x Abu Dhabi, UAESaturday 22 July 2017

A controversial Cannes

The usual debate has erupted after the announcement of this year's Cannes award-winners. It's as dependable as traffic on the Croissette.

Austrian director Michael Haneke hugs the president of the jury, Isabelle Huppert, after being awarded the Palm d'Or for his movie, White Rabbit.
Austrian director Michael Haneke hugs the president of the jury, Isabelle Huppert, after being awarded the Palm d'Or for his movie, White Rabbit.

If you want to spot a Palme d'Or-winner in the making, it is said you should look not at the films but at the jury. That approach wouldn't have led you far astray as the 62nd Cannes Film Festival came to an end on Sunday. The jury of film actors, writers and directors led by the veteran French star Isabelle Huppert gave its highest award to The White Ribbon, an austere, symbolically freighted drama about dark deeds in a German village on the eve of the First World War. It was made by Michael Haneke, who coincidentally enjoyed his greatest success directing Huppert in The Piano Teacher seven years ago; his new film was indeed one of the most admired in competition, a rare triumph in a festival in which many of his fellow auteurs - Pedro Almódovar, Ken Loach and Ang Lee among them - underperformed. However it was expected that Huppert's jury would want to avoid the appearance of partiality. No such squeamishness here, which is in its own way admirable.

Haneke's victory edged out the long-standing favourite, Jacques Audiard's Un Prophète, which depicts the rise of a North African crime boss through a provincial French jail. The film picked up de facto second place, the Grand Prix, despite having been tipped for the Palme ever since it first screened a fortnight ago. Asked, as he claimed, for the 40th time in 20 minutes whether he felt cheated of his rightful victory, Audiard humorously demanded to know if there was something wrong with the prize he had actually received, a good-natured line which was well-taken at the press conference following the closing ceremony.

Audiard's award was hardly the most controversial of the jury's decisions. The prizes for best direction and best screenplay went to Brilliante Mendoza's Kinatay and Lou Ye's Spring Fever respectively. The former, a real-time and ultra-naturalistic depiction of an abduction and dismemberment, had been reviewed variously as "unsubtle", "unpleasant", "unremittingly tedious" and "vile". Ye's melodrama, on the other hand, was widely criticised precisely for the aimlessness of its script, which was developed on the fly during illegal shoots in China. Jeers greeted both announcements.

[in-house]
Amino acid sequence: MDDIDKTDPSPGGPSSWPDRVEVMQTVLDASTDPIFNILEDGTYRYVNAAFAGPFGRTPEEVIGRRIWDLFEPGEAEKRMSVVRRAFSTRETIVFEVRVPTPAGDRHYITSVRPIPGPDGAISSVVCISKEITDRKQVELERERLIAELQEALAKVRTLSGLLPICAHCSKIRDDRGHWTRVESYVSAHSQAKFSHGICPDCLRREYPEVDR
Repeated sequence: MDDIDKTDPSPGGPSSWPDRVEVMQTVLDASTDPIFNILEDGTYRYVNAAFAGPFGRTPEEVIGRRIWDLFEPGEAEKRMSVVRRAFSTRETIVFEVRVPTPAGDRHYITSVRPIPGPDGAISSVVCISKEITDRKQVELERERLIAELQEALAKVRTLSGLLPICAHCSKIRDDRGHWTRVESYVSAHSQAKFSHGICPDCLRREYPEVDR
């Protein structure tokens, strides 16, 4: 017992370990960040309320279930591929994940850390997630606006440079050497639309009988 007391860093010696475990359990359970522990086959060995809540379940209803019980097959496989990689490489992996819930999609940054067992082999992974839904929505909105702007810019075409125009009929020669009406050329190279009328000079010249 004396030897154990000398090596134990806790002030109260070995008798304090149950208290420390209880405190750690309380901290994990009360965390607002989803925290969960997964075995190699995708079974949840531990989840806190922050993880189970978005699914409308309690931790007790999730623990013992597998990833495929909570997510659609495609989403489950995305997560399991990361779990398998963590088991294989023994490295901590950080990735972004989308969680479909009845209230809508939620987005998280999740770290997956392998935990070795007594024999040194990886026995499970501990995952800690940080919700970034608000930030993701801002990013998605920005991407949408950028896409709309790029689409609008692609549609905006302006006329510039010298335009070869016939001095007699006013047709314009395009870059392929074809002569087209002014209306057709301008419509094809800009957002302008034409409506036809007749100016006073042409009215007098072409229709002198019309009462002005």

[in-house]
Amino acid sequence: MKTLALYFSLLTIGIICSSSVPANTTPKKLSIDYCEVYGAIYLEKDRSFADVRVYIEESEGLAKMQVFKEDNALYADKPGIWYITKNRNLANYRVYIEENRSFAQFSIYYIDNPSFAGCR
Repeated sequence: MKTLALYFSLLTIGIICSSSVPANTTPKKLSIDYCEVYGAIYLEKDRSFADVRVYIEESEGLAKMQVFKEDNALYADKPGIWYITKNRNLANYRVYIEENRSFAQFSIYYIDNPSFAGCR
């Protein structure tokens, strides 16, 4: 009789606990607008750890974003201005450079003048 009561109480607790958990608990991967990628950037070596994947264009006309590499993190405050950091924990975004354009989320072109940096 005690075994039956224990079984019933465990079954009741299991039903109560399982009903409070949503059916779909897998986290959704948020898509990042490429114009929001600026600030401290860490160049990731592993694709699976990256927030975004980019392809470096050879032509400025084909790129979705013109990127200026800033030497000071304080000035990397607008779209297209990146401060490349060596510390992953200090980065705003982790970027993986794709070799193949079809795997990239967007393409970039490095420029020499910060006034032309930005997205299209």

There were further catcalls following the announcement that Park Chan-wook's campy vampire saga Thirst would be sharing the Jury Prize with the favourably received Fish Tank, a solid piece of British social realism from Andrea Arnold. Accepting the award, Park announced: "I think I still have a long way to go to be a true artist." Cue vocal agreement in the press screening. Other awards hewed closer to the critical consensus. Alain Resnais, the 87-year-old director of Hiroshima Mon Amour, Last Year at Marienbad and Wild Grass, one of this festival's most ingenious and purely pleasurable films, was given a lifetime achievement gong. The prizes for best actor and actress went to Christoph Waltz and Charlotte Gainsbourg. Waltz was nominated for his crowd-delighting turn as a Nazi colonel in Quentin Tarantino's Inglourious Basterds. In an emotional acceptance speech, he said cryptically that Tarantino "gave me my vocation back". Gainsbourg's prize on the other hand may be one of the hardest-won in the history of cinema: her performance in Lars Von Trier's psychodrama Antichrist, though perhaps not great acting in a conventional sense, is nonetheless by turns exposing, harrowing and quite possibly traumatising. She earned that prize. All the same, she seems to be on better terms with Trier than his previous leading ladies, Björk and Nicole Kidman, each of whom he reportedly drove up the wall. Gainsbourg thanked the director warmly and spoke of her complete trust in his vision.

The Camera d'Or went to one of the highlights of the Un Certain Regard programme, Samson and Delilah, a simultaneously furious and meditative depiction of Australian Aboriginal lives nearly destroyed through neglect. Its teenage stars, Rowan McNamara and Marissa Gibson, wouldn't learn of their victory until someone could visit them at home since, as the director Warwick Thornton explained, neither of them has a phone. That may have to change: their sensitive performances have marked them for great things.

Finally, it's gratifying that the most impressive film I saw at the festival came away with a significant award. On Saturday, the Greek director Yorgos Lanthimos's second feature, Dogtooth, claimed the big prize for the Un Certain Regard programme. A surreal and disturbing fable about a family of grown-up children who have been lied to about the outside world all their lives, the film bears a certain thematic resemblance to The White Ribbon: both read as fables about paternalism. Where Haneke's film has portentous austerity, however, Dogtooth offers excellent jokes and skin-crawling craziness. It could have been shot on Haneke's catering budget, but it makes up for that in great ideas and terrific writing. Here's hoping the award gets it the attention it deserves. After all, what else is Cannes for?